After two bad weather days and a good one that was on the Sabbath, I was ready to go. I viewed three separate forecasts, all very different from each other. At least two of them were wrong.
HNMS called for a force six south headwind. While they're the official Greek forecasts, I don't think they're more accurate than any of the others. They are however the ones that make the news.
The locals were shocked that I was going to paddle into a force eight headwind. I told them what I often say under such circumstances, "I'll launch. I'll see how I feel. If it's no good, I'll turn around."
I launched. The harbor is in an archipelago bay facing north. To the south there are two gaps between three islands. The most convenient for me was a shallow four meter wide space between low cliffs. As I approached it, waves charged through and spilled out only to dissipate into ripples on the flat bay.
With trepidation, I entered the wild sea.
While paddling south along the main island I wondered if it was force six. I didn’t think so, probably four with frequent mean gusts. It was however, not good weather for a crossing.
I jolted and lurched past cliffs and bays until I reached the island's southwestern inlet. I took out from flat water on a small beach at the bottom of a long set of stone stairs.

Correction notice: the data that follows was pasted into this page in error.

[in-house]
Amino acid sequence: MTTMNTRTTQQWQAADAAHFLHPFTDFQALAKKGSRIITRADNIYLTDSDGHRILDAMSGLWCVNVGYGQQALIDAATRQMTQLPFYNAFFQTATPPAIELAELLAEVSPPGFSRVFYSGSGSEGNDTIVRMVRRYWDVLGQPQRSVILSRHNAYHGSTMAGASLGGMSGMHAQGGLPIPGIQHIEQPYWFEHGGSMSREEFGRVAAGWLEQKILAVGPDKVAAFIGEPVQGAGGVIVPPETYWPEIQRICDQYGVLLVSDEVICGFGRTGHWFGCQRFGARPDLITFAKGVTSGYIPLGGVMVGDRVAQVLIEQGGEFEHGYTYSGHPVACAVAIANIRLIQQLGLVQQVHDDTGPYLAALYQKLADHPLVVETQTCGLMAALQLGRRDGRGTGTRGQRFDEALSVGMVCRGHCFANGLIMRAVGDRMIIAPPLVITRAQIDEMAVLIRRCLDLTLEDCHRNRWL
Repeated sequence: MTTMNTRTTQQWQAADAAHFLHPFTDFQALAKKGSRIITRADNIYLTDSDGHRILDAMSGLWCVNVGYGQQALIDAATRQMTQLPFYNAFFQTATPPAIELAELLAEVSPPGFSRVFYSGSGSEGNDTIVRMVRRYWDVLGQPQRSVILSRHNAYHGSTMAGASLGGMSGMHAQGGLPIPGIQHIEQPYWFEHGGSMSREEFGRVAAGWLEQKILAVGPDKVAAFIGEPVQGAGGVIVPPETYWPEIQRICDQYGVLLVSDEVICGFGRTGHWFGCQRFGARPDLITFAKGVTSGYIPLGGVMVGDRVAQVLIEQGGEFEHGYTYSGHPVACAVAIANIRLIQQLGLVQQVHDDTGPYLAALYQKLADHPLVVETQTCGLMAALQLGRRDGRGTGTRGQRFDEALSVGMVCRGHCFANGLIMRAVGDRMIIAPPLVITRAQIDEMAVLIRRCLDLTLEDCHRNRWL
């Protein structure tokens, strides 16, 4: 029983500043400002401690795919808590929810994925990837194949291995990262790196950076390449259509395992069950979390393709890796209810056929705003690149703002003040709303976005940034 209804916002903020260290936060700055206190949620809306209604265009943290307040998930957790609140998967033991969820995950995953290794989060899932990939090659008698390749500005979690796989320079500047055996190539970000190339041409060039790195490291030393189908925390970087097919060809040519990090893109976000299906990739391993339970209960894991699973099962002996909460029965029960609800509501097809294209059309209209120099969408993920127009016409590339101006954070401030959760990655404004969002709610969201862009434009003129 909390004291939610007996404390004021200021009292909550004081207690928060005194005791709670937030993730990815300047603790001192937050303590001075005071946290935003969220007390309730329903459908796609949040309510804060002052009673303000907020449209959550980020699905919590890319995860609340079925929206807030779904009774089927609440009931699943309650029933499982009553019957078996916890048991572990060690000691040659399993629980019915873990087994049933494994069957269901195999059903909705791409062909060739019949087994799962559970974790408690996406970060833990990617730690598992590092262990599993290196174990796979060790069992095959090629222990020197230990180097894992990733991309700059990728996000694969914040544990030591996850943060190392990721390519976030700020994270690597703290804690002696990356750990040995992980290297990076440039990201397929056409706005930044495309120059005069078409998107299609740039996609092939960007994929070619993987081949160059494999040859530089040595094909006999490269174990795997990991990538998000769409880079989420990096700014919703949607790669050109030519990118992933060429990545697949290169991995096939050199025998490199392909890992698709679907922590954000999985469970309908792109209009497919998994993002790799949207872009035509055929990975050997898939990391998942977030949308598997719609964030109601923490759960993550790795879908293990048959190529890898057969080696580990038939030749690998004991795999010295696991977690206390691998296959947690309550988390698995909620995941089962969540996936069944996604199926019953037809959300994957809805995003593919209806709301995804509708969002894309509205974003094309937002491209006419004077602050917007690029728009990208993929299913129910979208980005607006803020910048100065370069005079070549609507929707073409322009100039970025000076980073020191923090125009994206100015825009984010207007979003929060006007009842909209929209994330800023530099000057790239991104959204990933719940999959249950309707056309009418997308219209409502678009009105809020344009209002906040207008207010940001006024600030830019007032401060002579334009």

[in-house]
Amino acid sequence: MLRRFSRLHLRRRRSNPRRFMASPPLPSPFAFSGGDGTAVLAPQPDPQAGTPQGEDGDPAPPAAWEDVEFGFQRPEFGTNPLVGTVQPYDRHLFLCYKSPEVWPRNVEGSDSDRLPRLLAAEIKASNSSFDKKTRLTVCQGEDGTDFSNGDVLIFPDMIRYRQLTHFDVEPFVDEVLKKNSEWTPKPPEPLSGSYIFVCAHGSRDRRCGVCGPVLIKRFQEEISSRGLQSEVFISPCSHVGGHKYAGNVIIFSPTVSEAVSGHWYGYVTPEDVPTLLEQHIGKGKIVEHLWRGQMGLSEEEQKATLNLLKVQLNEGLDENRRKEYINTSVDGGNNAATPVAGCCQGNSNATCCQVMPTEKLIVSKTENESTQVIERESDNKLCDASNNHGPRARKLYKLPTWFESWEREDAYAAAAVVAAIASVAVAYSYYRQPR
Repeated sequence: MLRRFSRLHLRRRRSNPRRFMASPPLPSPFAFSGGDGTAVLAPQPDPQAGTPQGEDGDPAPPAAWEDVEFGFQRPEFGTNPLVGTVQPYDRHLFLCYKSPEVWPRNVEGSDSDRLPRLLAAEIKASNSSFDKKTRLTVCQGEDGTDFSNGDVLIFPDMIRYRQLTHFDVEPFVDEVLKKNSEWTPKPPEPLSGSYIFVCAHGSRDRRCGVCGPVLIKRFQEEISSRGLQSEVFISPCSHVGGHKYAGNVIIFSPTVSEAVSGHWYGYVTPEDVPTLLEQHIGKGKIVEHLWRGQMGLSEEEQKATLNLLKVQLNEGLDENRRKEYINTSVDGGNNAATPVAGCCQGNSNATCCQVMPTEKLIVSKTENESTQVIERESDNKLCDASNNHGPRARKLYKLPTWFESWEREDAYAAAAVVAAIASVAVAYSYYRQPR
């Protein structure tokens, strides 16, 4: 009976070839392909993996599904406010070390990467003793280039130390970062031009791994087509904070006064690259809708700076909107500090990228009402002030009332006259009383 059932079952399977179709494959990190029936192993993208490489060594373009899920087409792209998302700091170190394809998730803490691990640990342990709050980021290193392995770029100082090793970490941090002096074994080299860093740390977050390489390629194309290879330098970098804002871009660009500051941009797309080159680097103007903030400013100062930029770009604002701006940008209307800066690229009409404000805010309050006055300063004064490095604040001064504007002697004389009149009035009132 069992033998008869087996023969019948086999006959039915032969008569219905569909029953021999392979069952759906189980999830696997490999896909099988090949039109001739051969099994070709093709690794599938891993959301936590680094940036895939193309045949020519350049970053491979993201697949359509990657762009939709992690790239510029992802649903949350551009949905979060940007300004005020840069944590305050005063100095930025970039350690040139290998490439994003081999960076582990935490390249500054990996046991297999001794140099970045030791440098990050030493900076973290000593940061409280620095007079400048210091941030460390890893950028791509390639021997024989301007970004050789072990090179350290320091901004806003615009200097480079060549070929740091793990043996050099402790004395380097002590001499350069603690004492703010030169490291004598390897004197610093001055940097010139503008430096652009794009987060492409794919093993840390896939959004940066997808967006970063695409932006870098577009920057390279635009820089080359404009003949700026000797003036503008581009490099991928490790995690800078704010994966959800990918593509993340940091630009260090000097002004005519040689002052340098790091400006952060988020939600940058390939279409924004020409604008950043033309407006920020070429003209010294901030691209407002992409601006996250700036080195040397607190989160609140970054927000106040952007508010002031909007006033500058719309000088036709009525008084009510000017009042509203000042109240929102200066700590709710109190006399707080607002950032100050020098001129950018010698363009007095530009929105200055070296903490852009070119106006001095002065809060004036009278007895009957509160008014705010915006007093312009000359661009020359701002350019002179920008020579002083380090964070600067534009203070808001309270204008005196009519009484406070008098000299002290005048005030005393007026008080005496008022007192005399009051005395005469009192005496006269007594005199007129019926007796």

I worried that if I left Icarus on the beach, she might try to leave without me. I lugged some of my gear to the top, then more of it, then the rest of it, and finally Icarus.
At the top of the stairs was a small deserted white concrete hut with a stone walled yard. The yard was divided into sections and shelters for absent animals. With the hut locked and the possibility of rain I used a handful of stalky bushes to sweep out the cleanest of the stalls and made camp.
I set out back to town. I climbed a small road that snaked along the ridge and saw the sea misbehaving on either side of the island far below. I passed big gardens, a tiny village, bee farms, and olive trees.
After forty minutes I got a ride. I had more yummy salad with the coast guard, worked on my blog in the company of my new friends at the bar, and rested.
One of the locals, when I asked if his family had been on the island for many generations, told me "Don't ask about family history on this island. We all used to be pirates."
An old man, perhaps a retired pirate, gave me a ride back to my boat.
On my previous nights on Fourni sleeping on the beach in the center of town I seemed to wake up every hour from the guy who rode his loud motorcycle all night, or kids playing, or the enormous alien abduction lights of the ferry seemingly on top of me.
Out at the end of the island in my goat shack I slept like a lamb.
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Nautical miles paddled: 3.5
Current location: 37.53459,26.502741